• (nodebb)

    1, the code snippet has a mistake, it's comparing the date to another transaction itself, not its date. 2, using something like instanceof (or is in C#) to perform different logic depending on type is valid in some cases. Not all logic can be baked into a type; it's normal to have an "executor" type which executes operations on other types. However, this is not the case here, equality should not be implemented this way, it's often a core quality of the type and should be baked in.

  • Vilx- (unregistered)

    Oh, my god! Your date comparisons!

  • Hans (unregistered)

    You mean: GenericEasyReaderVersion { return isBad == true ? true : false }?

  • Anonymous') OR 1=1; DROP TABLE wtf; -- (unregistered)

    Not only is GenericComparitor bad for the obvious reasons, but it also allows you to attempt to compare different object types. Either it has O(N^2) different cases to handle all the different type combinations, or more likely it'll just throw something like a ClassCastException if you try to do compare(someA, someB).

  • my name is missing (unregistered)

    Encapsulating stupid ideas in a single place is simply turning spaghetti code into ravioli.

  • Anon (unregistered)

    This post remineded of a discussion which could be a WTF in itself https://www.realworldtech.com/forum/?threadid=202469&curpostid=202469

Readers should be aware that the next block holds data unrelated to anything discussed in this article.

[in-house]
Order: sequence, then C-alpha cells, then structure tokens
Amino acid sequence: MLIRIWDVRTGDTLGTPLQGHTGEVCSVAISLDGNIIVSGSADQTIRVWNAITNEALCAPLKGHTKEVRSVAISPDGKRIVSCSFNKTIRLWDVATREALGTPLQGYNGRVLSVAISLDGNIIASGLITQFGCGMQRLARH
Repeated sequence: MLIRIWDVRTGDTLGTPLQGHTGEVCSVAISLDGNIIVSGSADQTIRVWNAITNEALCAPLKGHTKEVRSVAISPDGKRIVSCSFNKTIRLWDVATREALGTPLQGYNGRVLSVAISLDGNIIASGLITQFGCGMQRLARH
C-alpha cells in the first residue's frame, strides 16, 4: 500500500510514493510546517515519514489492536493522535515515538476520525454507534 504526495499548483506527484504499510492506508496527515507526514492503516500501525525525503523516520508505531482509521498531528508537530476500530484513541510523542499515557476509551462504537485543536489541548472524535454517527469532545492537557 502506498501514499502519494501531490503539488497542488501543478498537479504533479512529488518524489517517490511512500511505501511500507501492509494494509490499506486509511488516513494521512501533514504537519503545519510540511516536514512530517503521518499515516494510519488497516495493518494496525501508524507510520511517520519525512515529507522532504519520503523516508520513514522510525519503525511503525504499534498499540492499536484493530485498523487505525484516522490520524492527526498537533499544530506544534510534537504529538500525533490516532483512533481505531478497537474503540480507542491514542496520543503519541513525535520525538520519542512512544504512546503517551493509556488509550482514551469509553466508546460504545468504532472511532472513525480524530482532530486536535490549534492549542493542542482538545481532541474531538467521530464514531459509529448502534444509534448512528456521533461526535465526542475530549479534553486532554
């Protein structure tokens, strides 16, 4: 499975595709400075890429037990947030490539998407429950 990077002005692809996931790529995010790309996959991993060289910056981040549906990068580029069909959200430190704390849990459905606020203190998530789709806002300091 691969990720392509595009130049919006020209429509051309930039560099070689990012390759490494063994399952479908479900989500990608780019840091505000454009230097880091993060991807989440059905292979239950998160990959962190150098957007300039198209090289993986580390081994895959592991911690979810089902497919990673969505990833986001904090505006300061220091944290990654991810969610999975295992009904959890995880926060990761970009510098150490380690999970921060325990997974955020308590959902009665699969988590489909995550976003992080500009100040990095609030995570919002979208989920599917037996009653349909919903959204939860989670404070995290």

• Foo AKA Fooo (unregistered)

    Sure, this implementation is terrible (readability, performance, everything), but the concern is valid, not having to remember which comparator to pass each time you want to sort something.

    I think that's a good argument to show that Java's way is not a good one, compared (no pun intended) to having operator overloading or some other way to bind a default comparator to a class (e.g. in C++, specializing std::less), so the users of the class don't have to worry about it. (You can still have sort etc. accept an optional comparator for cases where you want a different ordering, but the common case should be simple for the user.)

  • Vilx- (unregistered) in reply to Foo AKA Fooo

    I like C#'s solution - you can just have your classes implement IComparable, so that all the comparison logic is right there inside the class. I think this should also work in Java.

  • (author) in reply to Vilx-

    Java also has an equivalent, but the problem here is that you're baking it into the class implementation- difficult if it's not your class. Plus, while we may want to put objects in order for a variety of reasons, implementing a Comparable interface is defining that your class has an order. Like, we're baking ordinality into the definition of the class, which doesn't make sense for most classes.

    For the task of sorting, I think both C# and Java have a better solution- lambdas. And in Java, the lambda implicitly creates a class that implements the Comparator interface.

  • (nodebb) in reply to Remy Porter

    Plus, while we may want to put objects in order for a variety of reasons, implementing a Comparable interface is defining that your class has an order.